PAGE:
Hip Hop And The Civil Rights Movement

2164 words - 9 pages

The Hip Hop movement was born while the Civil Rights movement was aging.
The Civil Rights movement, at its height addressed social inequalities however, in its old
age it began to demand economic equality – enter Martin Luther King Jr.’s Poor People’s
Campaign. Although Black Americans were allowed to eat next to White Americans in
restaurants, and were allowed to sit next to White Americans on buses and enjoy equality
in terms of access, white supremacy went underground and manifested as red-lining,
unequal protection under the law, and a greater disparity between once racially
segregated schools that are now economically segregated. The Civil Rights Movement
and the Hip Hop movement are similar, but yet are different. If oppressed individuals
draw upon the strengths and weaknesses of these movements they will produce profound
results socially and economically in the United States and abroad.
It is impossible to separate my voice from this topic, as I was born as an African
American girl in 1984 during a time when Hip Hop could metaphorically be considered
an adolescent. Through conversations with my grandmother, who grew up in segregated
Arkansas, as well as my mother who was a teenager during the turbulent 70’s I have
learned qualitative information about the Civil Rights movement. After much research,
the major concern for Civil Right’s activists was the integration of schools and all public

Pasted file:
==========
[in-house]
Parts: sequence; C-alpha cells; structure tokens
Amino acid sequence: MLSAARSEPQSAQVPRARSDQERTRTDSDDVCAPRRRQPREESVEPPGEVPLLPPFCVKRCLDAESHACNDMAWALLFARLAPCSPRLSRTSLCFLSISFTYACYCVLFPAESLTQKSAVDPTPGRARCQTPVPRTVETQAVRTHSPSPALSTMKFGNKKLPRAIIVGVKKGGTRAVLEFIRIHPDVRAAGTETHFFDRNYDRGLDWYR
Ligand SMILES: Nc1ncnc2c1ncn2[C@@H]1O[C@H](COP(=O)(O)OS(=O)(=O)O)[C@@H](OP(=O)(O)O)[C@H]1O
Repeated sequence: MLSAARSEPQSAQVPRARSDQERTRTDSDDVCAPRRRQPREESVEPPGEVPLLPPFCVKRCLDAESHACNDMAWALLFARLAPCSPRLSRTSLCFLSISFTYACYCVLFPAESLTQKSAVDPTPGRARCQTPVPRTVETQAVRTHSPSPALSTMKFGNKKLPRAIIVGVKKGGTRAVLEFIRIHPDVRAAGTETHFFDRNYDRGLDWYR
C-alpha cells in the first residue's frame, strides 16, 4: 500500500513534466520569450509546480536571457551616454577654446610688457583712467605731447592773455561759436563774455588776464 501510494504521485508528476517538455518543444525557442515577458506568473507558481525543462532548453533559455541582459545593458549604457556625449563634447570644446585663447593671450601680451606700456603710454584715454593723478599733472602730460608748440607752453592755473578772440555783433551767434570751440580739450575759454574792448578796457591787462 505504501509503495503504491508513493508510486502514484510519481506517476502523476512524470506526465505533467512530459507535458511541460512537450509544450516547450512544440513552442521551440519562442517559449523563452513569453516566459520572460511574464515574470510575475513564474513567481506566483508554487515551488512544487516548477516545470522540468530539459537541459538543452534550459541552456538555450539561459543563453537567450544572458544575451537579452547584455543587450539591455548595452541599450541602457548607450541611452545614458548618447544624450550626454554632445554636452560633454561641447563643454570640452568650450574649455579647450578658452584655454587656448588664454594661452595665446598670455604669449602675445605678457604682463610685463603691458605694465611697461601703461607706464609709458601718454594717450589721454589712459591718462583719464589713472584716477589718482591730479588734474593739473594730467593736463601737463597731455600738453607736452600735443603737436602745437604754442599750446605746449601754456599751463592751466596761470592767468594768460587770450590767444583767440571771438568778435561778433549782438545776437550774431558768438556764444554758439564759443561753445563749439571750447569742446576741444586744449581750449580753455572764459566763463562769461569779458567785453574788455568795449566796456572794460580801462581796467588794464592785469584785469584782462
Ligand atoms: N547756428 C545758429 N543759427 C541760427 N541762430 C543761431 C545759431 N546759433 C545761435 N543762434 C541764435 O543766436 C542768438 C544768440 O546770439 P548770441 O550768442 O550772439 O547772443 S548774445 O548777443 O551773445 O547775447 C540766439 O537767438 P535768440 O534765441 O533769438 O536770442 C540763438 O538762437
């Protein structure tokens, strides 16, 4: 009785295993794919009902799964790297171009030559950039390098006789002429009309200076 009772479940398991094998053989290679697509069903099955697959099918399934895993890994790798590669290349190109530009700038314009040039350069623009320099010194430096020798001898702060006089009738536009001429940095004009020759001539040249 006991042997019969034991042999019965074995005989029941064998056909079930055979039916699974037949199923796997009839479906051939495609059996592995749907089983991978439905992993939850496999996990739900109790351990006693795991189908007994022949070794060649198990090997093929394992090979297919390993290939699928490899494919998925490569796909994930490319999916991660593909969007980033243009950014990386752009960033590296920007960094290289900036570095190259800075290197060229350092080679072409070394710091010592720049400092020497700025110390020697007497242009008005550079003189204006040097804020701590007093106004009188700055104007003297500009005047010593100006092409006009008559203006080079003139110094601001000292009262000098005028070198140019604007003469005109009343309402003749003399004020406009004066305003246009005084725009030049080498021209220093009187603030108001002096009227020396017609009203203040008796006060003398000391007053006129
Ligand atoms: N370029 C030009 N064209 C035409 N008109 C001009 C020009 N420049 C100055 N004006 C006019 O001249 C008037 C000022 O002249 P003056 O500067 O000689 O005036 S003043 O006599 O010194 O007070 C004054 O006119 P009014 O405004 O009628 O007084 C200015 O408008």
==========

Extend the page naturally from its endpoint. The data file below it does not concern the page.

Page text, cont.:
institutions. Black children had to walk several miles to school – while white students
were provided transportation, Black children were given “hand-me down” textbooks and
supplies and black teachers were provided a fraction of the salary that white teachers
made. After the historic win of Brown v. Board of Education, Thurgood Marshall and his
team of lawyers proved that separate was “inherently” unequal. Years of separation were
being challenged by the law. However 50 years later with Hip Hop being the nucleus of
3
pop culture, we see the remaining attempts at avoiding integration, equal protection of the
law and the hip hop generation remains silent.
Due to “white flight”, the majority of white Americans moved to the suburbs,
while people of color resided and continued to reside in cities. During the early 80’s as a
response to Brown v. Board of Education, magnet schools were created to lure white
America back into the inner city. Culture critic bell hooks says, “a shift in class values
occurs in black life when integration comes and with it the idea that money is the primary
marker of individual success, not how one acquires money” (18). Today, magnet schools
require admissions exams, and are highly selective. These schools receive the majority of
funding and produce the highest standardized test scores, graduation rates and college
admitted students. Moreover, during the Civil Rights movement individuals of a different
class resided within the same neighborhood and this created a mixture of classes
providing a...

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